How to Use Starch in gluten free baking is the second in my yearlong series on gluten free flour. This project was to determine the best uses for each of the gluten free ingredients I had in my kitchen.
I also wanted to be able to better answer your questions. In my cooking classes and on my YouTube channel people always have questions about substitutions. Whether it’s because of food allergies, intolerances, preferences or to improve your baking there’s always more to learn.
I cleaned out my cupboard and found I had 21 ingredients for baking! You certainly don’t need all of them but I suggest you skim over the first two posts (How To Use Rice Flour and this one on starches). Then scan the list of all 12 posts at the bottom and find what you’re interested in right now.
Do I Need to Use Starch in Gluten Free Baking
Yes. Most gluten free recipes are trying to mimic the role of wheat flour to get the same result.
Wheat flour is about 75% starch and 6-13% protein, depending on how it’s processed. That means we’re always using a combination of flour and starch.
Remember from the last post I explained the three purposes of wheat flour;
- to thicken sauces, gravies, soups and stews,
- coat meats and vegetables,
- create structure in baked goods.
This is why different flours, starches and blends will work better in certain recipes.
An Exception To Every Rule
An important understanding for gluten free cooks is that there are always exceptions. Here’s what I mean:
- You might read too much tapioca starch makes baked goods dense and gummy yet Brazilian Cheese Bread is a South American specialty made only with tapioca starch.
- It’s common to see that a flour blend can include 30-60% white rice flour yet that amount has a lingering mouthfeel to me. (It took me years to figure that out!)
- Many sources say white rice flour is not ideal in cookie recipes yet you’ve probably tasted delicious cookies that contain it. My Sugar Cookies is a perfect example.
This series is general information about gluten free flour and recipes. With so many possibilities for combining flours and people sharing what they cook gluten free by the minute, there will be contradictions.
Just keep an open mind, take what’s helpful and leave the rest.
How Do I Know What Starch Works Best
Every gluten free flour contains a different amount of starch and protein and each behaves differently. Add to that the long list of gluten free flours available and the number of combinations is endless.
Below is an overview of tapioca starch, potato starch and cornstarch. It will help you decide how and when to use each one for the best results. You’ll also be more confident with substitutions and choosing new recipes.
Bake, eat and repeat! Keeping notes is a good idea too.
PIN for later…
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An Overview of The Three Most Common Starches
All the starches do not behave the same (because that would just be too easy). My pantry includes all three of these; cornstarch, tapioca starch and potato starch.
Here are some key points to know about starch in general.
- Starches need time to hydrate before going in the oven so letting batter or dough rest for up to 30 minutes can improve the texture of some baked goods.
- The high starch content of some gluten free flours (and blends) can result in a gritty texture. Many batters and doughs benefit from more liquid to properly hydrate.
- More liquid may then require a longer baking time in some recipes.
What About Arrowroot Starch
At the beginning of my gluten free baking adventures I added tapioca starch to my pantry and later potato starch. I already had cornstarch.
As all gluten free cooks do, I run across recipe ingredients I don’t have all the time. I was so happy with how potato starch improved my baking that I never saw enough recipes with arrowroot starch to make me want to try it.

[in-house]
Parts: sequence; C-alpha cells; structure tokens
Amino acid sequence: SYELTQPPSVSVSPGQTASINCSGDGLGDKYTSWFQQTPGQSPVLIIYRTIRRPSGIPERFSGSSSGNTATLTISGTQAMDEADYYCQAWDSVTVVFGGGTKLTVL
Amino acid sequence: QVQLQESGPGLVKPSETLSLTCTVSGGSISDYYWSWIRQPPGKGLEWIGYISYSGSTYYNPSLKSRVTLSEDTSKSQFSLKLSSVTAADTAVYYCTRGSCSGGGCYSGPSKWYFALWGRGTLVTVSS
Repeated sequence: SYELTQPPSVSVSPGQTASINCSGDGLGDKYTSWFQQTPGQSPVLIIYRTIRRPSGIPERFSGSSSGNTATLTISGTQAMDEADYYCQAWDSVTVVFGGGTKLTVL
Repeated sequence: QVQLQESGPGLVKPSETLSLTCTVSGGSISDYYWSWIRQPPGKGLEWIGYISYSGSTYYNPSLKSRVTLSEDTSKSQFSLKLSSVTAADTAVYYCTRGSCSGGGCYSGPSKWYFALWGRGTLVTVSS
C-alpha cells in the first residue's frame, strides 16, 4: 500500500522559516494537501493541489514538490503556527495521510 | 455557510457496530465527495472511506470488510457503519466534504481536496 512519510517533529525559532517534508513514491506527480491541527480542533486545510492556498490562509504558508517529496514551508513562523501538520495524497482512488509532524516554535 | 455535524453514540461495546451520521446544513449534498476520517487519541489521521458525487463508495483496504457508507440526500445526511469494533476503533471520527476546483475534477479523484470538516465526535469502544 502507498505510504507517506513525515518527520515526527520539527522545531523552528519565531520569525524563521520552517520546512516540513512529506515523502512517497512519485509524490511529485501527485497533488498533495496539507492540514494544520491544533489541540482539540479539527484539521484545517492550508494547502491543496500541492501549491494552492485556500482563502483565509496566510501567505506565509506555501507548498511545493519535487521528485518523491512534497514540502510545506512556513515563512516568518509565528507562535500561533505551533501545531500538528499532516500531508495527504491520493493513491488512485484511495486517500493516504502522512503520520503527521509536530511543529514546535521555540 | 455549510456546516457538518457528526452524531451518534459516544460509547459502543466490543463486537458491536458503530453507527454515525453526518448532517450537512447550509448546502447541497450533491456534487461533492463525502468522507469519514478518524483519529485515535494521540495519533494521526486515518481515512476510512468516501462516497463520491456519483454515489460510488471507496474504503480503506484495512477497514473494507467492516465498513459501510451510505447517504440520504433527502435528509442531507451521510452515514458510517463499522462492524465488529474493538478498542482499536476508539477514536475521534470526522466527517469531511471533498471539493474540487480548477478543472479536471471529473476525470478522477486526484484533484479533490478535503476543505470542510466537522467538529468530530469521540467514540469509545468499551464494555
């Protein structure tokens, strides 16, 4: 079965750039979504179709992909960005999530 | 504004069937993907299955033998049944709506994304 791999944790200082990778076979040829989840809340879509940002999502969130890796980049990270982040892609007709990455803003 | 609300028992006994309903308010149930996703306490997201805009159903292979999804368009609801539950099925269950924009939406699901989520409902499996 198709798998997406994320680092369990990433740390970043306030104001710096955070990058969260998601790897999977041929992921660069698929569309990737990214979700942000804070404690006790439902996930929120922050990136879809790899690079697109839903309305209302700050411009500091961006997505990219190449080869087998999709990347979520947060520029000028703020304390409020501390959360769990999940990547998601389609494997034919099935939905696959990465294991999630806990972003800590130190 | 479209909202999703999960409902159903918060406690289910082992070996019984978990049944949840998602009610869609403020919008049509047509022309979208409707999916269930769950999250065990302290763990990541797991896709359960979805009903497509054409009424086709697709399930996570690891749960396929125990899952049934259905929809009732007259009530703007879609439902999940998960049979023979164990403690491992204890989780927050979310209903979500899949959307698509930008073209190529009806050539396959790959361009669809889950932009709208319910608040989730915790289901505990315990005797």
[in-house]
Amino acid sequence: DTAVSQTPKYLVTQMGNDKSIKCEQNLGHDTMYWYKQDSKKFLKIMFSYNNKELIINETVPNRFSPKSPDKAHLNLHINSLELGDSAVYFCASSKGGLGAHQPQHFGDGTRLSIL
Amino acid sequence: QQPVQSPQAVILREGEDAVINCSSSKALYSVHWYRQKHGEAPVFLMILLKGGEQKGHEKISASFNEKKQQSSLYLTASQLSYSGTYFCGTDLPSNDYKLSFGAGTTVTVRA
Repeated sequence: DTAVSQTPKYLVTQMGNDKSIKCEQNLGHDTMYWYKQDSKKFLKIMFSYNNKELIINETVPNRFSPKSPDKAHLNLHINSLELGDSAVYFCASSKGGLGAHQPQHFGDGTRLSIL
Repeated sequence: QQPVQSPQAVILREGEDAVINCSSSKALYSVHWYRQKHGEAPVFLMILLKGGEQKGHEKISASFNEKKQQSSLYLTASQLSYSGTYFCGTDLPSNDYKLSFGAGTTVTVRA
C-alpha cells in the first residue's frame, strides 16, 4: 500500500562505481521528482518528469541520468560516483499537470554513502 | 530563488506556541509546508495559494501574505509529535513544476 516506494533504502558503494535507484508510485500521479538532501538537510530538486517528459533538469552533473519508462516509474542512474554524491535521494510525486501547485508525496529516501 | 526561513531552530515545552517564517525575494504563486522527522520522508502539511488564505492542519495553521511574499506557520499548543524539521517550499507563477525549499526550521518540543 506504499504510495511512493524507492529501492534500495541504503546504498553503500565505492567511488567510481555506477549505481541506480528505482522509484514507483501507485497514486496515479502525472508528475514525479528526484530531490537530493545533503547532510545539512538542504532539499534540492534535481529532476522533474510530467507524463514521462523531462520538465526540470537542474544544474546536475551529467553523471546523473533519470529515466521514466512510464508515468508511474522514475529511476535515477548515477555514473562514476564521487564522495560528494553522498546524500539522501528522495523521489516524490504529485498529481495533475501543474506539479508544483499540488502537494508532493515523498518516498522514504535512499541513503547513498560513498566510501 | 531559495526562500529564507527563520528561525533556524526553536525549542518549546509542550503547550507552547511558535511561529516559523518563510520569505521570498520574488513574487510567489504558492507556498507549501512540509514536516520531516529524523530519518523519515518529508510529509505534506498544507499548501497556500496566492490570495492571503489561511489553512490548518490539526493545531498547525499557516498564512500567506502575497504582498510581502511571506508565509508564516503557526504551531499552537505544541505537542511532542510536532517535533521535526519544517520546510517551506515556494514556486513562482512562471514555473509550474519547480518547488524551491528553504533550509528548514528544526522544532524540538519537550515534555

If you use arrowroot starch and you’re happy with your results then keep using it. I simply have no experience or recipes to share.
Properties of Cornstarch
- This powdery white cornstarch is not the same as corn flour. Do not substitute.
- Not ideal for baking, too much cornstarch results in baked goods with a starchy texture.
- Stirring too vigorously may cause a mixture to break down and thin out.
- Cooking over high heat can cause lumping.
- Freeze and thaw stable.
Best Uses for Cornstarch
- As a thickener for sauces, gravy, pie filling and pudding
- To dust on meat to help breading stick.
- Makes a light batter for fried foods.
- As an ingredient in breading to help with browning and crispiness.
Properties of Potato Starch
- Potato starch is not the same as potato flour. Do not substitute.
- Made from raw potatoes it has no potato taste.
- Gives a smooth texture and tenderness to baking.
- Provides structure and binding power in baking.
- Too much potato starch gives baked goods a crumbly texture.
Best Uses for Potato Starch
- In muffins, quick breads and my EGFG gluten free flour blend.
Properties of Tapioca Starch
- Tapioca starch is all starch but is sometimes called tapioca flour. They are the same ingredient.
- Gives chewy texture, elasticity and structure to baked goods.
- Aids in creating a crisp crust and in browning fried foods.
- Can be used as a thickener for pies and sauces.
- Too much tapioca starch makes baked goods dense.
Best Uses for Tapioca Starch
- Great in cookies, common in blends (see 11 gluten free flour recipes) and moist breads like cornbread.
- It’s stretchy properties means it makes pliable wraps.
- Brazilian cheese bread and any variation of it like Pizza Cheese Buns.
Tapioca Starch vs Cassava Flour, Is There a Difference
Yes, tapioca starch and cassava flour are different so give different results in recipes. They both come from the cassava plant. Tapioca starch is extracted from the root of the cassava plant. Cassava flour is made by grinding the dried root of the plant to a fine powder so is more fibrous.
South American home cooks tell me Brazilian Cheese Bread is most authentic when made with cassava flour. I’m sure there’s a difference and some day I’ll try it.
Is Sweet Rice Flour A Starch